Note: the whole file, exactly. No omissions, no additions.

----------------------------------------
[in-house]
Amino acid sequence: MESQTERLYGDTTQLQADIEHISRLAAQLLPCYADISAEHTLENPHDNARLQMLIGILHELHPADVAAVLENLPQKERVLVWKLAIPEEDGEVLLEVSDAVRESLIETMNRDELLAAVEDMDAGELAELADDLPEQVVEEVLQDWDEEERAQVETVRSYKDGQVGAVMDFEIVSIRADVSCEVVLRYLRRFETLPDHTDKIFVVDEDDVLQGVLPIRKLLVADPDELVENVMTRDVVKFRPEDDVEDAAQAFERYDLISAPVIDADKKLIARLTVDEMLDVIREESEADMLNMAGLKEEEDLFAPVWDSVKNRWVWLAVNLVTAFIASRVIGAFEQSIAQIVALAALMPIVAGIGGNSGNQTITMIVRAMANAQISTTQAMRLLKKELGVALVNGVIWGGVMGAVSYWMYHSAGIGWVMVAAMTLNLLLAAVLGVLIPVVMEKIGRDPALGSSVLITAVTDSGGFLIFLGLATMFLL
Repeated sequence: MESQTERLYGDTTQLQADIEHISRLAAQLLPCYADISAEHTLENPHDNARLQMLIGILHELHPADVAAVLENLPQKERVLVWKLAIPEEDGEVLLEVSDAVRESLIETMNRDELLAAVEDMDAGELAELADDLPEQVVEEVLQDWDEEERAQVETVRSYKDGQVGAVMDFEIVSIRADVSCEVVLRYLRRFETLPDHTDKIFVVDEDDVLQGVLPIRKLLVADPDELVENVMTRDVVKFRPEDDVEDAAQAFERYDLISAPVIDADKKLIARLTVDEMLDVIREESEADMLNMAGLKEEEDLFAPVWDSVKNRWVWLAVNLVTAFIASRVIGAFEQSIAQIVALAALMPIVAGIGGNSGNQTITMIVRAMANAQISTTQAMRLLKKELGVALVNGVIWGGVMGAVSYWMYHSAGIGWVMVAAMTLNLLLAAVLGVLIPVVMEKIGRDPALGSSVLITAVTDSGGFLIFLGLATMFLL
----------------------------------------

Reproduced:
[in-house]
Amino acid sequence: MESQTERLYGDTTQLQADIEHISRLAAQLLPCYADISAEHTLENPHDNARLQMLIGILHELHPADVAAVLENLPQKERVLVWKLAIPEEDGEVLLEVSDAVRESLIETMNRDELLAAVEDMDAGELAELADDLPEQVVEEVLQDWDEEERAQVETVRSYKDGQVGAVMDFEIVSIRADVSCEVVLRYLRRFETLPDHTDKIFVVDEDDVLQGVLPIRKLLVADPDELVENVMTRDVVKFRPEDDVEDAAQAFERYDLISAPVIDADKKLIARLTVDEMLDVIREESEADMLNMAGLKEEEDLFAPVWDSVKNRWVWLAVNLVTAFIASRVIGAFEQSIAQIVALAALMPIVAGIGGNSGNQTITMIVRAMANAQISTTQAMRLLKKELGVALVNGVIWGGVMGAVSYWMYHSAGIGWVMVAAMTLNLLLAAVLGVLIPVVMEKIGRDPALGSSVLITAVTDSGGFLIFLGLATMFLL
Repeated sequence: MESQTERLYGDTTQLQADIEHISRLAAQLLPCYADISAEHTLENPHDNARLQMLIGILHELHPADVAAVLENLPQKERVLVWKLAIPEEDGEVLLEVSDAVRESLIETMNRDELLAAVEDMDAGELAELADDLPEQVVEEVLQDWDEEERAQVETVRSYKDGQVGAVMDFEIVSIRADVSCEVVLRYLRRFETLPDHTDKIFVVDEDDVLQGVLPIRKLLVADPDELVENVMTRDVVKFRPEDDVEDAAQAFERYDLISAPVIDADKKLIARLTVDEMLDVIREESEADMLNMAGLKEEEDLFAPVWDSVKNRWVWLAVNLVTAFIASRVIGAFEQSIAQIVALAALMPIVAGIGGNSGNQTITMIVRAMANAQISTTQAMRLLKKELGVALVNGVIWGGVMGAVSYWMYHSAGIGWVMVAAMTLNLLLAAVLGVLIPVVMEKIGRDPALGSSVLITAVTDSGGFLIFLGLATMFLL